Sunday, February 19, 2012

Carrabelle Beach on the Forgotten Coast

Carrabelle, Apalachicola, and St George Island are all towns on the Florida Panhandle called the Forgotten Coast.    Tourism is slow, although growing, as people discover this peaceful area.  Our RV park was across the street from the Carrabelle Beach and most days we could walk the beach with very few people around. 

Carrabelle's boom time came after the Civil War when lumber and naval stores were important to the area.  The first lumber mill was established in 1875, cutting pine and cypress from up river and in swamps and shipping the wood north.  The town was incorporated in the late 1800's and business flourished.  Between World War I and II the area went into an economic slump and fishing became the primary industry.  Today, the town of Carrabelle has a population of 1,300 and few fisherman remain.   Carrabelle Beach has some tourism but nothing like other areas of the Panhandle.

Low tide with the pups.

Seemed like you could walk out to another island the water was so low.

One of the natives.

I loved this sign.

Our biggest surprise was one afternoon at low tide when we saw this critter.  I thought it was a kite under water because it was so close to the water's edge.  Then I realized it was a stingray and I was glad I wasn't barefoot.  We saw quite a few of them each afternoon at low tide so it must be one of their feeding areas.

This stingray was gliding further out to sea as I was attempting to take it's picture.

Carrabelle Beach is very pristine and peaceful.
  We also took a drive to a town called Apalachicola about 30 minutes from Carrabelle.  It is a neat little town with eclectic shops and restaurants, bed and breakfasts, and an old hotel.  The area produces 90% of the oysters for Florida and 10% for the United States. 

One of the quaint shops in Apalachicola.

Cafe con Leche where we stopped for lunch.  I had a daily veggie sandwich which was served on Focaccia bread with spinach, red peppers, asparagus, and other wonderful vegetables.  It was divine !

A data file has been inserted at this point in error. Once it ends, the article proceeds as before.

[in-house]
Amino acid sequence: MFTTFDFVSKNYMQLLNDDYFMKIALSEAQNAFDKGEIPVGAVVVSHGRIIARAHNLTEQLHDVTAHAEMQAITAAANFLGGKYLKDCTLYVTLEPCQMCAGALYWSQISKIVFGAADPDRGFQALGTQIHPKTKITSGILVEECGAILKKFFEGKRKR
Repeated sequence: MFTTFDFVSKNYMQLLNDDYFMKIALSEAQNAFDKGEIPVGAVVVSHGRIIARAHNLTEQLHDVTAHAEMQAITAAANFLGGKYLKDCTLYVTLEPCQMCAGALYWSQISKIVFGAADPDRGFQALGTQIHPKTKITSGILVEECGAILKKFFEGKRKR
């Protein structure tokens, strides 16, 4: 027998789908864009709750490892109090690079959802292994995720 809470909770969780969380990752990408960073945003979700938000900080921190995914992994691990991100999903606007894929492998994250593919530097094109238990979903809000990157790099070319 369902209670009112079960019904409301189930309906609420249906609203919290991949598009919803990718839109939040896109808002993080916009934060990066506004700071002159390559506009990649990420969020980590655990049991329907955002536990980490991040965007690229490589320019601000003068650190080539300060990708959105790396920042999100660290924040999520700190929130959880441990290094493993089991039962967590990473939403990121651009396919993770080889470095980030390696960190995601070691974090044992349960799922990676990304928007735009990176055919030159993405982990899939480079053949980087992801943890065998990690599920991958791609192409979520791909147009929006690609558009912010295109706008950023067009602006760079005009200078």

The front sitting area across from the wharf where we had lunch.

A shop with buoys and other strange looking things.

The Gibson Hotel built in 1907 and still in service.

The wharf with some of the oyster boats.

Is somebody in there?

The entrance of a sponge shop.  The sponges were more expensive than we thought.
Chapman Botanical Gardens.  Tulips were already in full bloom.

A tree stump carved into a figurine.

One of several historical homes in Apalachicola.
 While staying in Carrabelle we walked the dogs through Tate's Hell State Forest.  There are hiking trails, waterways for canoeing and kayaking, and lots of hunting and fishing.  The forest consists mainly of tall march grasses,dwarf cypress trees in wetland areas and pine trees. 

Tate's Hell State Forest.

Dwarf Cypress in  Tate's Hell State Forest..

A very marshy area in places.

According to the locals, the forest got its name from a farmer who set off in 1875 to catch a panther that was killing his livestock.  He got lost in the woods for seven days, was bitten by a rattlesnake, and had to drink from the murky waters to curb his thirst.  When he finally found his way out he was nearly dead.  His final words were, " My name is Cebe Tate and I just came from hell".   

Also near Carrabelle, over a long bridge, is St George Island.  There are 20 miles of beach open to the public and one end is St George Island State Park.  There are quite a few vacation homes here and shops, restaurants, and hotels so this area has a much larger tourist trade but is also a very nice area for a vacation.

One other local saying we heard while on the beach from an old time resident of Carrabelle...... 'What happens in Las Vegas, stays in Las Vegas.  What happens in Carrabelle really didn't happen'! 

On to Cedar Keys.  Peace!  


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